On Tuesday March 26 a workshop was held at USAID headquarters in the
State Department building in Washington, DC USA. I took a few notes.
These notes are not complete, and represent only what was of
interest to me personally. These are not official notes, and should
not be considered an official record of the proceedings.
Bob Siegel is Senior Economist, Bureau for Program and Policy
Coordination, USAID. He spoke on Information and Communications
Technology Policy. Bob described himself as an economist with USAID
for 6 years, previously with NOAA (I think that's the National
Oceanographic and Atmospheric Administration of the US Government).
Bob called everyone's attention to a document, included in the
conference packet given to all in attendance, entitled "USAID Policy
Determination: 22, Chapter 215: Telecommunications, Information, and
the Global Information Infrastructure."
Reiterating what was said earlier, Bob noted that one goal is
universal access, irrespective of income. But consider: 64% of US
homes have no computer, so what does universal access mean even in
the USA? How do we define our terms in the context of other
First we define the physical infrastructure. Then the social
infrastructure -- e.g. laws. Then we pose questions: who can have
access? At what cost? Will there be competition? Will property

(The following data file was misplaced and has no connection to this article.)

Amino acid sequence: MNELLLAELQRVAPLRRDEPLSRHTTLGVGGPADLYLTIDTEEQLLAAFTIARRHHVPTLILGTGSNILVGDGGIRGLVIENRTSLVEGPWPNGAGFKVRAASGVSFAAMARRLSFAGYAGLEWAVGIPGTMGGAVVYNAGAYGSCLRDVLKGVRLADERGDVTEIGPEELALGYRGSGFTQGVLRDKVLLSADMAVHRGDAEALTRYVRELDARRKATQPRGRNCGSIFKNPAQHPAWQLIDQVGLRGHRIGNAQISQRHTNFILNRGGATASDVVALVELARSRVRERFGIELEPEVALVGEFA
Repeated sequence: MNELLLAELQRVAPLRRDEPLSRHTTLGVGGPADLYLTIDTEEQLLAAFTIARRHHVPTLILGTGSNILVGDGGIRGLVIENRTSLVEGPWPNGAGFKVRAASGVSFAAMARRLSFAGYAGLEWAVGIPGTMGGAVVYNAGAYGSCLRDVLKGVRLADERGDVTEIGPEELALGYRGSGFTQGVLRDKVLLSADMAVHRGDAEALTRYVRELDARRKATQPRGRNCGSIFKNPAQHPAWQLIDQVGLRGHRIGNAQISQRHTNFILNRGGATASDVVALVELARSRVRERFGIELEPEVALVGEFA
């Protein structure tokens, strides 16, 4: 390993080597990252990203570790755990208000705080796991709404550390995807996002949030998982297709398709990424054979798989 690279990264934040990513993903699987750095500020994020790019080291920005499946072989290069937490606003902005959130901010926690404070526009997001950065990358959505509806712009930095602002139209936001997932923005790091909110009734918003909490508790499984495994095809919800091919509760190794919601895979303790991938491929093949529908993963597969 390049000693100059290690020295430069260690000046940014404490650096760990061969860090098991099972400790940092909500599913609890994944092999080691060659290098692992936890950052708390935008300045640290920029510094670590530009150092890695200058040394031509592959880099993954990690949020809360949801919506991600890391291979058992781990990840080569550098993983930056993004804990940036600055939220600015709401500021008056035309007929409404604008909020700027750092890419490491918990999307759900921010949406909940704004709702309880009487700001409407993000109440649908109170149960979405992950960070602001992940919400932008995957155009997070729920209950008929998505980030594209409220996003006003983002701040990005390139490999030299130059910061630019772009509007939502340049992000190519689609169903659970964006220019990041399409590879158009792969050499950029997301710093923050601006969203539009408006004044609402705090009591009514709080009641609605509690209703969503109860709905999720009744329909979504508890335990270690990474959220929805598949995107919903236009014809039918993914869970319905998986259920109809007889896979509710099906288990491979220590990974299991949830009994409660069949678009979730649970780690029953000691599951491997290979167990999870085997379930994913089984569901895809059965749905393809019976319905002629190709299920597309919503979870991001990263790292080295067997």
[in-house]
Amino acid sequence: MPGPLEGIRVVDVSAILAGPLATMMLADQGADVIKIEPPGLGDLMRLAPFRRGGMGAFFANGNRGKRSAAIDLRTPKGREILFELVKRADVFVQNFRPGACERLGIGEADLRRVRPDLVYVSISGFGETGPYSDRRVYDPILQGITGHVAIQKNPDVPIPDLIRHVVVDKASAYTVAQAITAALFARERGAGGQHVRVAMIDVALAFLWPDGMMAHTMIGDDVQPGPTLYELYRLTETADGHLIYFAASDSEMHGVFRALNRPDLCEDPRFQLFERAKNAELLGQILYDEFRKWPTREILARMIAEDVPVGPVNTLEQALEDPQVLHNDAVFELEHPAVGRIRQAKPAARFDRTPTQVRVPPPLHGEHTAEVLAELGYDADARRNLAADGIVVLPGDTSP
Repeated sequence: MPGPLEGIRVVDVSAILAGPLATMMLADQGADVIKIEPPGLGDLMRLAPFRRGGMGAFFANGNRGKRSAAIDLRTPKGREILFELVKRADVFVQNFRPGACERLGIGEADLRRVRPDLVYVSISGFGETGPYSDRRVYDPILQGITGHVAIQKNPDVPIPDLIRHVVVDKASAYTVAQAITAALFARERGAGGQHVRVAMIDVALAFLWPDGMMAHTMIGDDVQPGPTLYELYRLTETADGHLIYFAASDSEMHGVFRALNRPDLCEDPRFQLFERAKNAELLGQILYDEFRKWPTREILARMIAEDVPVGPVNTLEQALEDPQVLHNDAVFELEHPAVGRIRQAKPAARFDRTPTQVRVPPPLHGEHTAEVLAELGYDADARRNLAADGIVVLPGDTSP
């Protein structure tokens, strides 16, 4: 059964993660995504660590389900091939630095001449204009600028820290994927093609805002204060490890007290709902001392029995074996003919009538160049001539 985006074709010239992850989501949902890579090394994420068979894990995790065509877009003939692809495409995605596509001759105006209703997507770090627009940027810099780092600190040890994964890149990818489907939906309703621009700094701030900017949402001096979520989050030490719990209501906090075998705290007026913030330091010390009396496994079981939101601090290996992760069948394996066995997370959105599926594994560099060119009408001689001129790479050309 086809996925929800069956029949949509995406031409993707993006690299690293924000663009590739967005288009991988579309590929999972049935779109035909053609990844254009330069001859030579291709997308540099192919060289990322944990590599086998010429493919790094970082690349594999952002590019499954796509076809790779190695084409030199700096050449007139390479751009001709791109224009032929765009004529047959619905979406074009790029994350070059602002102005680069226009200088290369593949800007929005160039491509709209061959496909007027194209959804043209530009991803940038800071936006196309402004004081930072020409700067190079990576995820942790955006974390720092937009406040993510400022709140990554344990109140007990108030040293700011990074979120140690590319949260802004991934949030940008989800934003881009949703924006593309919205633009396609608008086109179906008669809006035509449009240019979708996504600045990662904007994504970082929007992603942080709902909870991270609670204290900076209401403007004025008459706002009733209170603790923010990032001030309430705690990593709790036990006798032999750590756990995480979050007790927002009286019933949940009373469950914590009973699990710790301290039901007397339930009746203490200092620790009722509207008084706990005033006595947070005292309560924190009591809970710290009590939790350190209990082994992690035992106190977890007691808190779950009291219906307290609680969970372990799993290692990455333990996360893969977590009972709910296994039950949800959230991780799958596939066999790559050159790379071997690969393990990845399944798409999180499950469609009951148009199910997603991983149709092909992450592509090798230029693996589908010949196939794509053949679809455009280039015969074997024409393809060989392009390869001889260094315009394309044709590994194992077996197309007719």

rights be protected?
Given that there are so many "project entrepreneurs" within USAID, it
is not ingenuity that will constrain us, but rather budgets. What
projects will we support to promote an enabling environment for the
Global Information Infrastructure? USAID is not going to "wire" the
world. We will not undertake telecommunications projects for the
sake of the projects themselves. They must be part of a broader
endeavor. We will not necessarily fund basic infrastructure.
[Questions were then taken from the floor]
Q. Will policy be to load information systems with American values,
e.g. will we enable systems but only load them with some newsgroups
and not others, or is our goal simply to sell American machines?
A. It is not our policy to force American values on others.
A. (from Joan Dudik-Gayoso, host) "Universal Access" is one of our
Q. Gary Garriott of VITA: In Central America, government monopolies
are being replaced by what are becoming private monopolies, forcing
out smaller email providers. Is the promotion of competition an
active part of USAID policy? If so, what can NGOs do to help?
A. Each USAID Mission has a sustainable development objective. You
can work with a local country Mission to overcome this problem if you
perceive it to exist in a country.
A. (host) The State Department is involved in this matter as well.
A. As is the US Trade Representative.
A. (host) Do obtain from us a copy of the Policy Determination
annexes, which go into more details.
[This concluded Mr. Nelson's presentation. My notes are scanty, and
I would appreciate any corrections or additions from anyone else who
was in attendance. Apologies in advance if I've inadvertantly
misrepresented anyone's statements. These are paraphrases, not
AfricaLink -- http://www.info.usaid.gov/alnk